Rep. Marsha Blackburn, R-Tenn., is brushing off reports that Tennessee Sen. Bob Corker is reconsidering retirement — saying that she intends to run for the seat regardless, arguing that she will win in November no matter what Corker does.
Corker fell out with Trump last year after he criticized Trump’s temperament and his response to violence in Charlottesville, Virginia, leading Trump to fire back that Corker “couldn’t get elected dog catcher in Tennessee.”
However, there are signs that Corker is reconsidering his decision.
On Friday, former Rep. Stephen Fincher who was running in the GOP primary announced he was ending his bid, and urged Corker to jump back into the race. Fincher’s announcement came as The Washington Post reported that Corker had “reconnected” with the president and they had cleared the air somewhat. Sources close to Corker told Fox News this week that their relationship had improved.
A Corker spokeswoman said the senator is “listening closely” to calls for him to re-enter the race.
“In recent days, people across Tennessee have reached out to Senator Corker with concerns about the outcome of this election because they believe it could determine control of the Senate and the future of our agenda,” Corker spokeswoman Micah Johnson said in a statement. “The senator has been encouraged to reconsider his decision and is listening closely.”
Corker has recently had conversations with the White House and his Republican colleagues in the Senate about the possibility of reversing his decision to retire, Fox News learned. He has until April 5 to file for re-election.
But Blackburn on Friday said that she will run regardless of what Corker decides.
“I am running, and I’m going to win,” Blackburn said when asked about a possible Corker re-entry on Hugh Hewitt’s radio show. “I think what Tennesseans want to see, Hugh, is a true conservative in the U.S. Senate. They want to see somebody there that is going to back Donald Trump and his agenda.”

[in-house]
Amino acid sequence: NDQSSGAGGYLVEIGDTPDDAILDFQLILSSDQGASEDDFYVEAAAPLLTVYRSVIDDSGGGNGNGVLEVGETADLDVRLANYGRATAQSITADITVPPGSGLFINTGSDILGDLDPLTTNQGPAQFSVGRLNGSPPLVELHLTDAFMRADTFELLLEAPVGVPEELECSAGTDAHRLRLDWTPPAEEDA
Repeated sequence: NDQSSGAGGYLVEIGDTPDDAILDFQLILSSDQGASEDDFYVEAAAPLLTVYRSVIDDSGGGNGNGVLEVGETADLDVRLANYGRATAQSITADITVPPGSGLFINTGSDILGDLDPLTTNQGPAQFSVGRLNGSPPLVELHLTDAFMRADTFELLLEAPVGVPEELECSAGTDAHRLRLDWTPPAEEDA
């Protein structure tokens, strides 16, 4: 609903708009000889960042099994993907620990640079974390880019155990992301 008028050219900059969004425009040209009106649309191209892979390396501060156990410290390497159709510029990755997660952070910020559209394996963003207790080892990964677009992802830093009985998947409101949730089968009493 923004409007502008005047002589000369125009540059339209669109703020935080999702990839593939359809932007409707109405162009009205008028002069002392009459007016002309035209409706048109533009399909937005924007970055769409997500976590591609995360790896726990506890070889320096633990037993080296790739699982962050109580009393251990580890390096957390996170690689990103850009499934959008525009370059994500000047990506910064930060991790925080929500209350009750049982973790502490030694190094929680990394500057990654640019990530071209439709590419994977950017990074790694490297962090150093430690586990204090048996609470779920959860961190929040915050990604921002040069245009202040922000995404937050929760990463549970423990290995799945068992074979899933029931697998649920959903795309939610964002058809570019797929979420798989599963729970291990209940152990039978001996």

When she was asked if she thinks she would beat Corker, she replied: “I certainly do.”
Blackburn was likely buoyed by some polls showing her holding a commanding lead over Corker should he jump back in the race. According to The Tennessean, a poll by a pro-Blackburn PAC found that found 55 percent of respondents favored Blackburn, while only 26 percent favored Corker.
That poll also found that in a head-to-head matchup between Blackburn and Democratic challenger former Gov. Phil Bredesen, 44 percent of likely voters said they favored Blackburn, while Bredesen netted 39 percent.
But another recent poll, conducted by Republican pollster Glen Bolger and obtained by Fox News, showed Bredesen with 47 percent to Blackburn’s 45 percent in a hypothetical matchup.
Should Corker re-enter the race, his supporters are likely to present Blackburn as an extreme candidate who will lose the race to Bredesen if she wins the primary. Fincher teased such an attack when he emphasized he was backing Corker because it was important to support a candidate who could win in December.
“The party must get behind a candidate that can win in November and stop Democrat Phil Bredesen, who would be a rubber stamp for the Chuck Schumer liberal agenda,” Fincher said in a statement to The Tennessean.
According to the Associated Press, some Tennessee Republicans and national GOP figures are concerned that Bredesen will use Blackburn’s conservatism against her among voters who have elected a number of center-right dealmakers. Corker’s chairmanship of the Foreign Relations Committee is also viewed as an asset that Bredesen would struggle to match.
But Blackburn’s dismissed concerns that she would be beaten by a Democrat as sexism.
“Anyone who thinks Marsha Blackburn can’t win a general election is just a plain sexist pig,” campaign spokeswoman Andrea Bozek said in the statement. “She’s the best fundraiser in the country and is beating Phil Bredesen in several polls. We aren’t worried about these ego-driven, tired old men. Marsha has spent her whole life fighting people who told her she wasn’t good enough and she will do it again.”
It also isn’t clear what role, if any, President Trump would play in backing either candidate. Trump may feel he was burned by wading into the Alabama Republican Senate primary in 2017, where he backed then-Sen. Luther Strange against conservative challenger Roy Moore.
During that primary he admitted he “might have made a mistake” in backing Strange, who went on to lose to Moore — who in turn lost to Democratic challenger Doug Jones in the election after Moore was dogged by allegations of sexual misconduct.
Fox News’ Mike Emanuel and The Associated Press contributed to this report.